I love trees.
I have realised that they are fundamental to my wellbeing. My emotional response is visceral.
As you know I am an urban gardener for the most part. We have parks near by with Sweet and Horse Chestnuts and Oaks. The roads are lined with Maples, London Plane, Cherries and Acers. I am lucky to have the benefit of a beautiful Robinia in the next door garden and a majestic Cedar two doors down the other way. I planted three Silver Birch in my front garden a few years ago and was given a Hazel whose roots are supposedly impregnated with truffle spores. If I had a pig I could encourage it to seek out the truffles that may be beneath the soil.
These beauties old and new are the backdrop to my life.
As a child I lived in a village that has a common three minutes run away. It is graced with the most beautiful central tree lined Avenue. A ten minute walk away up the hill through the wheat fields is the bluebell wood filled with Hornbeam and Beech trees filtering the light to the woodland floor. I think this was the time when subconsciously I fell in love with these majestic beauties. With my two brothers, one younger, one older we had adventures climbing trees, making camps being away from the house, being independent.
I like trees in the winter months. You really see their character. Unusual bark, which I am often blinded to by the gregarious greens in the summer, become visible. The shape of the branches reaching for the sky outlined on a crisp sunny day. The gnarly roots at your feet. The personality of the tree comes alive. The natural decoration of Plane tree seeds hanging like baubles waiting for the warmer months to explode their seed all over London. Catkins on hazel trees dancing in the breeze. These things are hidden when in full leaf.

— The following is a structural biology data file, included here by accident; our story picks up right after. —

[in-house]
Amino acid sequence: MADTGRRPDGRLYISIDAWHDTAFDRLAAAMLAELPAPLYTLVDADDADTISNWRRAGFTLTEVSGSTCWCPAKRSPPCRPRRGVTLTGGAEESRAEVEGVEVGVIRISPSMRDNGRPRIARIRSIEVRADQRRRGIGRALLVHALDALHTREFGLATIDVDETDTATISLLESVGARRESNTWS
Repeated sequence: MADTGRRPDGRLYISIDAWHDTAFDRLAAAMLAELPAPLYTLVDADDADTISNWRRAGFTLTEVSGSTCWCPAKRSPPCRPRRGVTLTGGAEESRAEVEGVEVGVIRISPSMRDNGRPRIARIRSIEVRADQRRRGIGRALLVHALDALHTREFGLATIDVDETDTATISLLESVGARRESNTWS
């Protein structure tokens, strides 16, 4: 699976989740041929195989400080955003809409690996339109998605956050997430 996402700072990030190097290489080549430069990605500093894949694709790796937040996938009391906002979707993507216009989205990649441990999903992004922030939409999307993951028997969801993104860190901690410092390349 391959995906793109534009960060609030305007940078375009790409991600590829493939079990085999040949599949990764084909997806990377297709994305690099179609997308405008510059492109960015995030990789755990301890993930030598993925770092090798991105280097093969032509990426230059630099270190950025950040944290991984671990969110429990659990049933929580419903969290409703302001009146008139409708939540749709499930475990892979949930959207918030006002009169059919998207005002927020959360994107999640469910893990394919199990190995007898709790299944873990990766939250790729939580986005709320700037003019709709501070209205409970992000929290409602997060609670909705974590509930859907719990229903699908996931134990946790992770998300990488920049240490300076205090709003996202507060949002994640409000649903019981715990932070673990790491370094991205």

At Easter for many years we went to Little Missenden to spend the day with relatives. It was the time of year that the trees start to put on their spring greens. That fresh colour that Farrow and Ball can’t replicate. Almost luminous, the trees glow. It would be a talking point with Diana, my mother-in-law, both of us agreeing how beautiful trees look at this time of year. They haven’t succumbed to the slightly jaded look later in the summer when the leaves have reached their peak leafiness and you can see that it won’t be long before the shade you are sitting under will start to tumble to the ground.
The changing colours of autumn trees painting the sky the russets, oranges, and yellows of an early Van Gogh landscape always delight and dismay me. The knowledge that as the evenings get crisp and the days shorten this natural artistic display will again be packed into bags to become leafmold for another year.
I have been thinking about trees a lot recently. They are under attack from all sorts of pests and diseases. In childhood tragedy struck when the beautiful avenue of Elms in the village had to be felled when they succumbed to Dutch Elm disease. They were replanted with disease proof alternatives and these many years later have grown up to be a passable replacement. The trouble is our natural heritage is being threatened. Sweet and Horse Chesnuts, Ash, Oak, London Plane are either critically threatened or suffering in a worrying way. It has made me feel despairing.
But one story I read a few weeks ago has revived my spirits. The landscape designer Marian Boswall has newly landscaped the area round Fenwicks of Bond Street. She has planted a new English grown Elm. Ulmus ‘New Horizon’ is an Elm bred to be resistant to Dutch Elm disease. These once mighty trees lost to our landscape in our lifetime are making a come back. I for one feel a great happiness about this.